A scientific approach to cooking has been popularised by chefs like Heston Blumenthal in recent times. However, science has always played its part in our consumption of food. Given that we are now more conscious than ever about the provenance and the nutritional benefits of what we eat, the technology looks set to play an increasingly bigger part. One technology that seems likely to play a significant role in the future is 3d food printing. And in our view, this provides a big opportunity for forward-thinking manufacturers.
The creative role of 3d printing: from Michelin stars to care homes…
NASA has already been using 3d printed food to concoct powdered consumables for astronauts for a number of years now. And in more down to earth uses, the most obvious areas where 3d printers are being used is in manufacturing processes like chocolate production. Commercially, 3d printing’s ability to create fun shapes and bring down the costs of producing more niche, small batch products, is clearly beneficial to such manufacturers. However, 3d printing is making its mark in the food industry in increasingly creative ways.
An oft-quoted example of how 3d printing is being used creatively in the food industry is the well-renowned Spanish chef, Paco Perez. Perez has been using 3d printing to concoct creations that have led to two Michelin stars in his Barcelona restaurant. His signature dish, known as ‘Sea Coral’, is intended to encapsulate the taste of the ocean bed. He uses 3d printing to arrive at the perfect blend of flavours and ingredients and to directly project the dish into an artistic coral pattern on the customer’s plate. This may seem novel now, but restauranteurs seem destined to catch on.
3d printing looks set to revolutionising food consumption beyond the remit of eating out too, as it has the potential to influence our consumption habits more pragmatically – and for social good. An elderly care home in Germany for example is using 3d printing as a way to ensure its residents get their greens. 3d printed food has enabled the care home to deliver nourishing, yet easy-to-swallow recipes to its customers, which can also be produced offsite – avoiding mushing solids into an insipid and unappetising soup. And while we have spoken of the environmental benefits that 3d printing offers in terms of food packaging in another post, the same must be said of using 3d printing as a way to create food, where wastage can also be cut to a minimum.
In the home 3d food printers are now available at relatively affordable prices. Just consider the potential here, where we are living in the age of big data. Our connection with technology means that data is driving our habits, from our exercise to our food consumption. So, being able to layer and mix ingredients in perfect measurements might mean that in the future we can have more control over the nutrients we ingest, while making food consumption more creative. While companies like Foodini might be frontrunners in the market, it is not hard to see how 3d printing really offers a vision of the future.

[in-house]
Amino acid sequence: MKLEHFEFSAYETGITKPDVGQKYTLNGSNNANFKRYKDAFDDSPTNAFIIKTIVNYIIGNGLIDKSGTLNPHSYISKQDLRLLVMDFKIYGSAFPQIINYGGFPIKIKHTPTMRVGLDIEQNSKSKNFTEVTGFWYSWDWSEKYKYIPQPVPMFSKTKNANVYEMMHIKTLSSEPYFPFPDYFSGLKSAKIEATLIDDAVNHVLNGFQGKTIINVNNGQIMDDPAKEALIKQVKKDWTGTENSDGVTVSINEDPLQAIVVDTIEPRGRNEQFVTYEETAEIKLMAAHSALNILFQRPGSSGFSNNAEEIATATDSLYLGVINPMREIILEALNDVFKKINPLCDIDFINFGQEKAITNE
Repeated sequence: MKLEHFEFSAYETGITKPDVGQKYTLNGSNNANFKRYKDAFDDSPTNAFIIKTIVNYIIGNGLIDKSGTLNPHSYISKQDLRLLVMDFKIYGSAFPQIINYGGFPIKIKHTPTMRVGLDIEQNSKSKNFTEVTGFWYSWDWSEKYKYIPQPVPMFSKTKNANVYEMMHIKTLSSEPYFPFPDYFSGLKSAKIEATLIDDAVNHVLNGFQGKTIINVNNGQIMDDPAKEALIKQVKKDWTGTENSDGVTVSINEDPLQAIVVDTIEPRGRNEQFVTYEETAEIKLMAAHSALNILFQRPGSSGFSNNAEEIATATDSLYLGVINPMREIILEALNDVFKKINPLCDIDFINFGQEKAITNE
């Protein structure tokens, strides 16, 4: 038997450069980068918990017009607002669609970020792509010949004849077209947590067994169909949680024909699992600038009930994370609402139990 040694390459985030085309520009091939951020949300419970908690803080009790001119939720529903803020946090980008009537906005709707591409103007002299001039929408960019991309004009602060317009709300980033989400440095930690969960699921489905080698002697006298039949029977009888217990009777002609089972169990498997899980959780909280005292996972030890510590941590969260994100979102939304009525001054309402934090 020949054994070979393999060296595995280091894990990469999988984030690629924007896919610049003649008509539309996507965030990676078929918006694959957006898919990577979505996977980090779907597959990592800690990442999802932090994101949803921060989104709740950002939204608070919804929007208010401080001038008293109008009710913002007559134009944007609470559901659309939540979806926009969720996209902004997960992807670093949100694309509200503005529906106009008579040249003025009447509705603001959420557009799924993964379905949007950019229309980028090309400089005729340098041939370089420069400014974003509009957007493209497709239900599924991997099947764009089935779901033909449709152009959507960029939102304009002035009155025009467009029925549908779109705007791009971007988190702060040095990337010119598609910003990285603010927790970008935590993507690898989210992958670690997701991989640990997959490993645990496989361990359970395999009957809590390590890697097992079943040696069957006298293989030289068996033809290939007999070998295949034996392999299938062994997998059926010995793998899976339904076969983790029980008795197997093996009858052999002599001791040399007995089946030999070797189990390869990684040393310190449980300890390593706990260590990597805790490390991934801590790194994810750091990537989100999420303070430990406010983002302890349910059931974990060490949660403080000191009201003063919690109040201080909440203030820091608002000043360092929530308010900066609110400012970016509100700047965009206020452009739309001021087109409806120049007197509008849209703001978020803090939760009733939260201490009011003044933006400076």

Beyond the creative: 3d printing for healthy and sustainable living
All of the above examples are scratching the surface of the potential of 3d food printing. Researchers at Columbia University in the US have been working on a 3d printer that cannot only print food, but which can simultaneously cook it too. Imagine the possibilities in terms of time and efficiency that this offers to the food industry. Plus, imagine what can be done by combining 3d food printing with the growing popularity of the ‘internet of things’ – where the connectivity between devices increases efficiency and uses data to create outputs. Thus, it seems highly possible that soon we will be able to link our health data to a 3d printer that will create nutritious food outputs that tie in with our own wellness needs.
In terms of the environmental benefits, it could also prove to be part of the solution to the global food production dilemma. With the consumption of cattle one of the major causes of greenhouse gases, does 3d printing offer a significant opportunity to turn what might at present be unpalatable sources of protein, such as insects, into tasty, nourishing dishes? The prospects are huge when we consider that modern agricultural practices are being blamed for depriving us of crucial vitamins and nutrients.
Nourishing a global population is set to remain one of the planet’s biggest challenges, and in this sense manufacturing processes such as 3d printing could well play a role in the solution. Thus, with the rising demand for customisation and our increasing awareness of individual dietary needs, combined with global food production pressures, the opportunities that 3d printing offer the food manufacturing industry are more than evident.
Financing new technology
Forward-thinking food manufacturers are sure to be exploring the possible role that 3d food production might have on increasing revenue and cutting costs. Of course, for many smaller firms, budgeting for innovative technology can be a challenge. In many instances, traditional bank loans are too risky. They might even be totally inaccessible due to the stringent lending requirements and low appetite for risk from the large financial organisations.
At Somerset, we have extensive experience in purchase, management, sales and disposals of a wide variety of commercial equipment. We are focused specifically on helping businesses and their clients raise suitable and flexible finance. Whether your business is looking for short-term, early replacement or flexible financing, we are all about helping you find a way around finance to fit your growth needs and budget.